new malicious lightning cable that can hack iphones scaled

New Malicious Lightning Cable That Can Hack iPhones 1 Mile Away

Reading Time: 3 minutes

Last Updated on September 11, 2021 by Calvin C.

Cybercriminals usually come up with deceptive tactics to attack unsuspecting victims. Even mobile accessories can be booby-trapped to deliver a payload when connected and it’s something to watch for if you use aftermarket phone accessories. Amongst the attack hardware is a new malicious lightning cable that can hack iPhones from a distance and it’s none other than the upgraded OMG cable.

To the unsuspecting eye, the OMG cable looks exactly like the original lightning to USB cable. It was created by Mike Grover, a security researcher, who made the initial demonstrations back in 2019 and you can watch the video here.

The Eureka moment

Mike Grover came up with the idea in his kitchen when he exposed a circuit board hidden in the head of a standard lightning to USB cable.

He then started monitoring the configurations inside the charging cable using external circuit boards. With all that information, MG managed to install an implant while preserving the original circuit board.

This new software allows the OMG cable to work as before, while delivering other upgraded capabilities.

In addition, the cable creates a WiFi hotspot, allowing the hacker to connect to the victim’s computer remotely.

MG put it as follows “It’s like being able to sit at the keyboard and mouse of the victim but without actually being there. “

To make matters worse, your computer can’t tell the difference between a normal cable and an OMG cable.

Loaded in the OMG cable are payloads or commands that are run on the target computer by hacker.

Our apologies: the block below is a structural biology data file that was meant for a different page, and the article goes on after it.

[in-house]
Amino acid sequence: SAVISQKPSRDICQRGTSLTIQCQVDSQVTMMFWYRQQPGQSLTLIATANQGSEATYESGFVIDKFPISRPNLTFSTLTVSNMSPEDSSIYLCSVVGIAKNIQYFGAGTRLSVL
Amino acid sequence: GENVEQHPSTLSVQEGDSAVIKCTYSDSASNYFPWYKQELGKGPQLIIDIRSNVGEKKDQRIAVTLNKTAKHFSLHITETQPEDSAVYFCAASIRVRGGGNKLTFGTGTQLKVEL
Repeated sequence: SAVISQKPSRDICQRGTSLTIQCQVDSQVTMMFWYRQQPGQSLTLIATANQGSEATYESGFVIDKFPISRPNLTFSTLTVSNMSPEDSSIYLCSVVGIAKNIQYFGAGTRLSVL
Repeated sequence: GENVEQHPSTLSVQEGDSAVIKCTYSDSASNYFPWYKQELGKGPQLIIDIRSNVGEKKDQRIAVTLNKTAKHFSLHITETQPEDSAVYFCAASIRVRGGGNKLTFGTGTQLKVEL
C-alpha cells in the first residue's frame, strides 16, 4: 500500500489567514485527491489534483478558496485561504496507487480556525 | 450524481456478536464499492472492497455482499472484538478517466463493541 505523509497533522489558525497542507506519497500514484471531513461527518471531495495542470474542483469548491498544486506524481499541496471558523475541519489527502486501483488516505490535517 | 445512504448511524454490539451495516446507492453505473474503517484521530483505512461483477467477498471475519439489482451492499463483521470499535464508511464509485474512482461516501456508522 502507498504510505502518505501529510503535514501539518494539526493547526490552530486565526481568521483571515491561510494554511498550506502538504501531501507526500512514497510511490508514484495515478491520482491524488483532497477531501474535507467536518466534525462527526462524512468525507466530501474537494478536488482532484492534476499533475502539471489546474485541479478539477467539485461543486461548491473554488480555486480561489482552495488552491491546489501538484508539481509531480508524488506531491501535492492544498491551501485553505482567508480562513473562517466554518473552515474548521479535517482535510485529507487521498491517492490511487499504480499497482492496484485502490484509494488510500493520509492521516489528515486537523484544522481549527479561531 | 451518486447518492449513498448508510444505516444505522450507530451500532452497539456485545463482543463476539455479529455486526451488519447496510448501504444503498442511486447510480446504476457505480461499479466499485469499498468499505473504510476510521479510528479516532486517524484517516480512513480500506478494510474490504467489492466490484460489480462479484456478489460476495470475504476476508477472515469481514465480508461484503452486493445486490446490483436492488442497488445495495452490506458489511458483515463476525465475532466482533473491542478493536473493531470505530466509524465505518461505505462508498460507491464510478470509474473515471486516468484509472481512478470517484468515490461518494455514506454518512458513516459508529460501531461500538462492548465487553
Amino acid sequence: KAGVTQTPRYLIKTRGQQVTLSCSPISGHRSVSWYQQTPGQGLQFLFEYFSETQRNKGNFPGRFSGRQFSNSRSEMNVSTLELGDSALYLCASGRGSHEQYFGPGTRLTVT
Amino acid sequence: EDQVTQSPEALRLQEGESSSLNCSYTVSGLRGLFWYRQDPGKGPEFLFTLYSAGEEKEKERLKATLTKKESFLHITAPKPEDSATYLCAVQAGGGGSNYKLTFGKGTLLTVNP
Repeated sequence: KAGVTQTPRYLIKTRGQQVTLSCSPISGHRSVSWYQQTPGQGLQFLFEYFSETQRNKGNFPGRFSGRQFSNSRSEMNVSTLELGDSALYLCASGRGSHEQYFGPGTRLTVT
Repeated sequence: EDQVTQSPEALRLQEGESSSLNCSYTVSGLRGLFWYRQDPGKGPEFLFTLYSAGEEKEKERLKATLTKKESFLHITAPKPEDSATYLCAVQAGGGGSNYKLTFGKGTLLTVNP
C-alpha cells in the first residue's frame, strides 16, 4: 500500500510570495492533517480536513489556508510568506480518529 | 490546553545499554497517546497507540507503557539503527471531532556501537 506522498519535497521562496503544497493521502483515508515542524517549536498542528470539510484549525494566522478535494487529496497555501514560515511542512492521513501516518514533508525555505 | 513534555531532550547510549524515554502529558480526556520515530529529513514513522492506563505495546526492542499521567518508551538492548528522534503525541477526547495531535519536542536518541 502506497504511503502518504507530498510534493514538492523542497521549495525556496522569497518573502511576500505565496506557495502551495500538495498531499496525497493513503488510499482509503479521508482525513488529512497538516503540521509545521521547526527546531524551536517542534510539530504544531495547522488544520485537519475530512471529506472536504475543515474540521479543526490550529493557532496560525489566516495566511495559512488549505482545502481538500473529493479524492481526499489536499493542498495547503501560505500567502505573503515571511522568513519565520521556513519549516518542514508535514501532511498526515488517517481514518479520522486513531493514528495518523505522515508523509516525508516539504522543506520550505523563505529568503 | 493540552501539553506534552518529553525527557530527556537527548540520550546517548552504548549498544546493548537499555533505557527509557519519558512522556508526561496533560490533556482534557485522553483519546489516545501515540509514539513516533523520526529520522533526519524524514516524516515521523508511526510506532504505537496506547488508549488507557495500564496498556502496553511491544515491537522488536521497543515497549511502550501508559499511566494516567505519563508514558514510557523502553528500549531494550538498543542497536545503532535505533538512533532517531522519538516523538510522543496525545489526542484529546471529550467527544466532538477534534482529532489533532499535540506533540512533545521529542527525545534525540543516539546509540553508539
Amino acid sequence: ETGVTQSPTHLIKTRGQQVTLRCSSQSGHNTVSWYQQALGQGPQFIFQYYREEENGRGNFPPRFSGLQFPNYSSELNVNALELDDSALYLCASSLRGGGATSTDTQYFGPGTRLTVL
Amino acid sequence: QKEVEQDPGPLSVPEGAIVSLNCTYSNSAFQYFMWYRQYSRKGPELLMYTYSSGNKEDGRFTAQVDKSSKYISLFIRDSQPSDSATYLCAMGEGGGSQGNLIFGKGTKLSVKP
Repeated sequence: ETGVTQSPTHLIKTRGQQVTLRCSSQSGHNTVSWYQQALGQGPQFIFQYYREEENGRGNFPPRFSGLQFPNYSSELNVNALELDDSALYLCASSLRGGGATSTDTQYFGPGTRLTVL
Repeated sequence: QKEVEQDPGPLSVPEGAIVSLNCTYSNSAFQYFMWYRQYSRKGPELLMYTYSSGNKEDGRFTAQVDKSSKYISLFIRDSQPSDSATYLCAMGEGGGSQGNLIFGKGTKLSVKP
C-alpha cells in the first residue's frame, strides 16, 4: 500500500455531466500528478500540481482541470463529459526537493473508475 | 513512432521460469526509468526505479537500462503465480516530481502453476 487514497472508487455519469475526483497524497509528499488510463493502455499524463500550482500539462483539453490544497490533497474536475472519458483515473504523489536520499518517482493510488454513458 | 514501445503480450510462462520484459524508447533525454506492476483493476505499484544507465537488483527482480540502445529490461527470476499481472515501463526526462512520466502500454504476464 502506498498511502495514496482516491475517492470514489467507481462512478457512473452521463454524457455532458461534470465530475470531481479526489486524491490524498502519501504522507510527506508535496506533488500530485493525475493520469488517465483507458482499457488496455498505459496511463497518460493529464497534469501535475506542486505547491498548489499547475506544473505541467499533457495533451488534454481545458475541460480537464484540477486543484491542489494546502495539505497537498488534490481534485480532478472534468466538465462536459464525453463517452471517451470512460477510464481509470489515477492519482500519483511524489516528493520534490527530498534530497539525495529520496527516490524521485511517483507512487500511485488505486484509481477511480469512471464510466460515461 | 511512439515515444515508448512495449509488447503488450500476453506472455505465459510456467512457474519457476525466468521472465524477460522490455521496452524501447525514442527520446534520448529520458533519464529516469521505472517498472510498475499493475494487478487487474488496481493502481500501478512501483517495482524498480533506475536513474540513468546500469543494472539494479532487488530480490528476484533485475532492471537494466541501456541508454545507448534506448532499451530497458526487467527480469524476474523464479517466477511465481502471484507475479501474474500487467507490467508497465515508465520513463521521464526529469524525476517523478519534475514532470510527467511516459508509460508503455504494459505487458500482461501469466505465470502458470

Mass production by Hak5

After MG presented the first OMG cable at the Def Con conference, it attracted the attention of Hak5, a company that sells hacking hardware, including the WiFi Pineapple.

The first cables were mass-produced in September 2019, for use in hacking phones and retailed for $100 each, indicating a huge demand for these cables.

According to MG, the primary purpose of the OMG cable is for whitehat hackers to carry out penetration tests and other legitimate security research.

While the original cables were painstakingly modified from Apple cables, the ones marketed by Hak5 are made from scratch.

2021 Upgrade

Fast forward to 2021 and now there is an upgraded version of the OMG cable.

This one supports USB-C and has even more capabilities to give a hacker more attacking power.

MG managed to defy odds by cramming an implant in a even smaller space.

“There were people who said that Type C cables were safe from this type of implant because there isn’t enough space. So, clearly, I had to prove that wrong,” MG told Vice.

Just like in the predecessor, the new OMG cable is also able to create a WiFi hotspot that a hacker connects to and accesses the device.

New features in the new OMG cable include:

  • Recording of keystrokes
  • Restriction of payloads to specified physical locations (geofencing), with the ability to switch attacks.
  • Self-destruction feature when you don’t want payloads to be detected.
  • Ability to change keyboard mappings
  • Improved attack range (more than a mile in some cases)
  • Forging the identity of USB devices to capitalize on specific system vulnerabilities
  • Ability to attack iPhones due to the presence of USB-C

In a statement to Motherboard, MG indicated that production of the cables has been affected by the ongoing pandemic, ” The pandemic has made an already difficult process much more difficult with the chip shortage. If any individual component is out of stock, it is basically impossible to find a replacement when fractions of millimeters are important. So I just have to wait 12+ months for certain parts to be in stock. “

Well, next time you think of borrowing a charger from a friend, think again. Also read about juice jacking, where hackers tamper with public chargers to attack unfortunate victims.

Share the article on social media and subscribe to our newsletter to receive regular updates.

Tech writer and VPN expert. DIY enthusiast and loves anything to do with space science.

Leave a Reply

Your email address will not be published. Required fields are marked *